Create a [Mostly] Automated Reference Image in MDT – Part 4: Building the Image

In the previous parts of this series, I covered setting up MDT and all the customizations that are necessary to automate the process of creating a reference image.  Now that MDT is configured, we can capture our first reference image.

When capturing a reference image, I highly recommend using a virtual machine.  (Personally, I use Hyper-V, but a number of people out there also use VMware products.)  Why?  First, using a VM gives you functionality (namely snapshots) that you don’t get with physical hardware.  If you have manual processes that you have to perform for your reference image, snapshots will become very important to you (I’ll go into more detail in a later post).  Second, not all third-party drivers handle Sysprep correctly.  VM’s are typically very general hardware that, for lack of a better term, “just work” because the drivers for the important hardware (storage and networking) are included in Windows.  Quite a few hardware drivers out there for physical hardware like to install helper utilities that many times don’t get removed during Sysprep like they should.  Capturing on a VM eliminates the problem.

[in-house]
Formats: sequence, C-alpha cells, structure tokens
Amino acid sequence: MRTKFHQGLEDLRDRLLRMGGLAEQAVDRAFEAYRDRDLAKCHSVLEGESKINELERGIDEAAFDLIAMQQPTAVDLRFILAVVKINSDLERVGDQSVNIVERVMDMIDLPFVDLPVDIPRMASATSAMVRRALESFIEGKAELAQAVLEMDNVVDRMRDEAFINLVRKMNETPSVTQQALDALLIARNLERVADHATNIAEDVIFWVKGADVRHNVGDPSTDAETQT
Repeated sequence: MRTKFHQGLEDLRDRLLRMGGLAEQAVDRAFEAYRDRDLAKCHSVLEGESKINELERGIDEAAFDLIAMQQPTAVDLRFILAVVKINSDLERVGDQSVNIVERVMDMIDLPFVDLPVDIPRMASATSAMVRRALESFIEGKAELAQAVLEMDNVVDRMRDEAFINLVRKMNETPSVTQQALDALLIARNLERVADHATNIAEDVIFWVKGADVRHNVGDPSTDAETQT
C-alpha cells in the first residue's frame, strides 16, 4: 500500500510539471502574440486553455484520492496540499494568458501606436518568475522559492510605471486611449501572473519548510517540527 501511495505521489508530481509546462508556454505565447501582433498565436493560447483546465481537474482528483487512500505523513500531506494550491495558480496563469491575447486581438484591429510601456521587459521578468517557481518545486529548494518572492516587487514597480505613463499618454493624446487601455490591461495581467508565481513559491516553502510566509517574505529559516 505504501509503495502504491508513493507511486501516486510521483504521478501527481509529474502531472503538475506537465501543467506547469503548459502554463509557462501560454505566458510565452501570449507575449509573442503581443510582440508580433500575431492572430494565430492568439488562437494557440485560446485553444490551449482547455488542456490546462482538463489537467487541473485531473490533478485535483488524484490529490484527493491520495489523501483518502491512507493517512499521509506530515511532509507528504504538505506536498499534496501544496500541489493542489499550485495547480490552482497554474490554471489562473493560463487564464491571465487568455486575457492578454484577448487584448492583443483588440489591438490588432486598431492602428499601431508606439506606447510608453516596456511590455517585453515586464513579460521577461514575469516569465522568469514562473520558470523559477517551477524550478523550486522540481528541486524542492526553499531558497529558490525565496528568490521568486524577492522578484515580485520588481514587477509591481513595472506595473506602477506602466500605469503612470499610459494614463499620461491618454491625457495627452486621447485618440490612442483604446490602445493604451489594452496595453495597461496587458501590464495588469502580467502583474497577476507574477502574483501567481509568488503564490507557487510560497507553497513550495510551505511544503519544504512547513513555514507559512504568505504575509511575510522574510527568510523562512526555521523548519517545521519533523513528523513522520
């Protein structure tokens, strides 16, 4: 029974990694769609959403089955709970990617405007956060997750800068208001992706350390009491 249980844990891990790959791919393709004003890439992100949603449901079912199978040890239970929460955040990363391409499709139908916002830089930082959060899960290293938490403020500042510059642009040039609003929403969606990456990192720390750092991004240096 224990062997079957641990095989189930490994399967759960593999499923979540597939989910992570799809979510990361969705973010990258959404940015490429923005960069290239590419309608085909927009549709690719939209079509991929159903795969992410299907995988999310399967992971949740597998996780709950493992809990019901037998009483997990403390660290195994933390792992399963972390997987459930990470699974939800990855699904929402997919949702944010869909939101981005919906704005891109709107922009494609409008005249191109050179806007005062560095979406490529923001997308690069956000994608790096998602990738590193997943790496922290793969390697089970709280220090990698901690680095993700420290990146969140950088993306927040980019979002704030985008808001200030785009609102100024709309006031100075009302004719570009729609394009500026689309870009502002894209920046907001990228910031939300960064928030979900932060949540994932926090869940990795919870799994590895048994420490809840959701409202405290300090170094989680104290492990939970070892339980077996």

In the Hyper-V Manager, create a new using the defaults.  For Startup memory, you’ll probably want to make at least 1GB (if not more) available.  Also make sure that the network connection is connected to a network that can access your MDT Deployment Share for creating reference images.

Once the VM is created, right-click on the VM and choose Settings.  Find the DVD Drive under IDE Controller 1 and connect it to your LiteTouch Windows PE ISO image.01-capturing_the_reference_image

Click OK and then start the VM and the Windows PE 4 ISO should boot.

After it boots and loads, you should be prompted with a list of the OS deployment tasks that you’ve created.  Select one and click Next.04-capturing_the_reference_image

Next, change the name of your reference image (if necessary) and click Next.  05-capturing_the_reference_image

Now sit back and wait for the OS to install… 05-capturing_the_reference_image

After rebooting, the OS will come up and start installing updates (unless you’ve added additional application installs) and will probably reboot a few times.06-capturing_the_reference_image

After the updates are finished, Sysprep will run to generalize the image so it can be reused on other computers.   07-capturing_the_reference_image

Once Sysprep finishes, the VM will reboot back into Windows PE and will start capturing the WIM image.08-capturing_the_reference_image

When the WIM image creation completes, MDT will let you know that the process has finished.09-capturing_the_reference_image

You should now have a WIM image in the Captures folder of your Deployment Share.10-capturing_the_reference_image

Series Navigation<< Create a [Mostly] Automated Reference Image in MDT – Part 3: CustomSettings.ini and Bootstrap.iniCreate a [Mostly] Automated Reference Image in MDT – Part 5: Pause/Suspend the Task Sequence >>